The core advantage of quantum computing -- the ability to compute for many possible outcomes at the same time and therefore crunch data much more quickly than classical computers -- also creates a problem for data security. Once the first high-powered quantum computers are functioning, they'll be able to quickly saw through many of our most common data encryption algorithms. But as it turns out, an obscure encryption code created in 1978 is resistant to all known methods of quantum attack.
By Alessandra CalderinPosted 07.16.2010 at 10:07 am 8 Comments
This maze of electrodes, known as a surface-electrode ion trap, brings us closer to building quantum computers—that is, computers that could manipulate the quantum-mechanical states of atoms to process data millions of times as fast as today's most powerful supercomputers do.
Miniaturization has been no small force driving computer technology forward over the past five decades, and a group of Australian researchers has proved just how small they think they can go. Using just seven atoms, scientists at the University of New South Wales working with researchers at the U. of Wisconsin have carefully constructed a quantum dot transistor, the smallest deliberately built electronic device in the world.
A demo of a quantum calculation carried out by Japanese researchers has yielded some pretty mind-blowing results: a single molecule can perform a complex calculation thousands of times faster than a conventional computer.
A proof-of-principle test run of a discrete Fourier transform -- a common calculation using spectral analysis and data compression, among other things -- performed with a single iodine molecule transpired very well, putting all the molecules in your PC to shame.
A large Cold War supply of helium-3 has begun to rapidly run out, due to heavy demand from U.S. scientists who need the gas for neutron detectors and cryogenic experiments. Almost 60,000 liters of helium-3 were used in 2007 and 2008, compared to just 10,000 liters used annually about 10 years ago. A House subcommittee has been convened to search for a solution this week, New Scientist reports.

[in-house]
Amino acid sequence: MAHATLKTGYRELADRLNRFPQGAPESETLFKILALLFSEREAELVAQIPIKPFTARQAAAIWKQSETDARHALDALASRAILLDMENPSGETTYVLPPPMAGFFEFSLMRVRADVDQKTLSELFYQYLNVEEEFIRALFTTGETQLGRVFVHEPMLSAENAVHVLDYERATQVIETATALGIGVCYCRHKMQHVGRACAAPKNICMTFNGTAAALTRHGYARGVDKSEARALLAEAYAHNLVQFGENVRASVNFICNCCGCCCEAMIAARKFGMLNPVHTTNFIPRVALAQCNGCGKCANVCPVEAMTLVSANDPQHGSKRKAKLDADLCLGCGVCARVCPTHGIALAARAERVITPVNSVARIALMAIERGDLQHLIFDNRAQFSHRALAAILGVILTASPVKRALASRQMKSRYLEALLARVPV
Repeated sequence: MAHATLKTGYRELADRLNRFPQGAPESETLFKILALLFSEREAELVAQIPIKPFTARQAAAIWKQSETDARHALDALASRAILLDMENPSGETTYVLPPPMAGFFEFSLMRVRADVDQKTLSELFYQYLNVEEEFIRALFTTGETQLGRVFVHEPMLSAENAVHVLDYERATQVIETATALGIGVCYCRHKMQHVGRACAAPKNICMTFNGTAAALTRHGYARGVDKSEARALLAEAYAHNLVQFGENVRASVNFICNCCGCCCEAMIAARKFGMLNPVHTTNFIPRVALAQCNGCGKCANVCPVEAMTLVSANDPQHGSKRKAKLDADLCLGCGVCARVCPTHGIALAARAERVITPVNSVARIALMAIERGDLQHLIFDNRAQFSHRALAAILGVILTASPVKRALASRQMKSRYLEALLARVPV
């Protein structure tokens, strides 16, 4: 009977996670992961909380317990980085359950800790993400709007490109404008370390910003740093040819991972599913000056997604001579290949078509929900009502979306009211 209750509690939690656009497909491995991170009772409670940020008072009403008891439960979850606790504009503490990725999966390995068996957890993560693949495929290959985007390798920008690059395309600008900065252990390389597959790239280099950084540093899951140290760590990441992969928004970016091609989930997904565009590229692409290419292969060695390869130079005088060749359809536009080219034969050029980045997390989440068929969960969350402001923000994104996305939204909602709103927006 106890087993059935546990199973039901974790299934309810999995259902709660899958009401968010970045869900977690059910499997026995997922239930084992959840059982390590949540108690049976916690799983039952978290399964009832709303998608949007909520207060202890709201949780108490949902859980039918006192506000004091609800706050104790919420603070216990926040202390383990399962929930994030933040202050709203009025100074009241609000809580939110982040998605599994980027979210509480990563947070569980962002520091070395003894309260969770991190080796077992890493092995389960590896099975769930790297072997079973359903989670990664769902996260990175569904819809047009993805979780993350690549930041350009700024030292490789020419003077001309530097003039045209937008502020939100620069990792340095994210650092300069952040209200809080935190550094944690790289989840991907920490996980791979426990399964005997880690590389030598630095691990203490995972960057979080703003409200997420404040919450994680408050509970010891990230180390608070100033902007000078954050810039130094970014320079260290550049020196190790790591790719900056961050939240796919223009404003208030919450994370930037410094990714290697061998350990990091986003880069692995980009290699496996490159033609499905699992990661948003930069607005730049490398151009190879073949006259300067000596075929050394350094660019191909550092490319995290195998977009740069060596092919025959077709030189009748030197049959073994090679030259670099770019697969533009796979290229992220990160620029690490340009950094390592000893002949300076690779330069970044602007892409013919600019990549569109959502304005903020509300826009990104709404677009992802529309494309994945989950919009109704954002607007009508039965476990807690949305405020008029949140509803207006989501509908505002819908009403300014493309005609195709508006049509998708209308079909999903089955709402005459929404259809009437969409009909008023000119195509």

By Clay Dillow and Denise NgoPosted 03.23.2010 at 1:25 pm 2 Comments
Billed as "a unique collaboration between science and design," IMPACT! – an exhibition that recently wrapped at the Royal College of Art in Kensington, UK – explored the many ways physical sciences and engineering overlap to leave their marks on our ecnomies, our policies, and our everyday lives.
When we think of quantum mechanics, we often think of the very small and the very theoretical. Take Schrodinger's Cat for instance; it's an interesting thought exercise but not an experiment one would want to actually execute in his or her apartment. But a researcher at UC Santa Barbara has brought quantum systems down from the chalkboard and into plain sight, creating the first mechanical device large enough to be observed with the naked eye that behaves as a true quantum system, bridging the divide between the macro world of mechanical systems and the micro domain of quantum physics.
Light harvesting complexes within algae can take advantage of quantum mechanics
University of Toronto/Elisabetta Collini et al
Scientists still struggle to understand and harness the spooky physics of quantum mechanics, but nature may have a head start on us humans. Tiny marine algae apparently use the mysterious phenomenon called superposition -- where a particle can be in two places at the same time -- to move around solar energy they harvest through the process of photosynthesis.
Quantum computing has long dangled the possibility of superfast, super-efficient processing, and now search giant Google has jumped on board that future. New Scientist reports that Google has spent the past three years developing a quantum algorithm that can automatically recognize and sort objects from still images or video.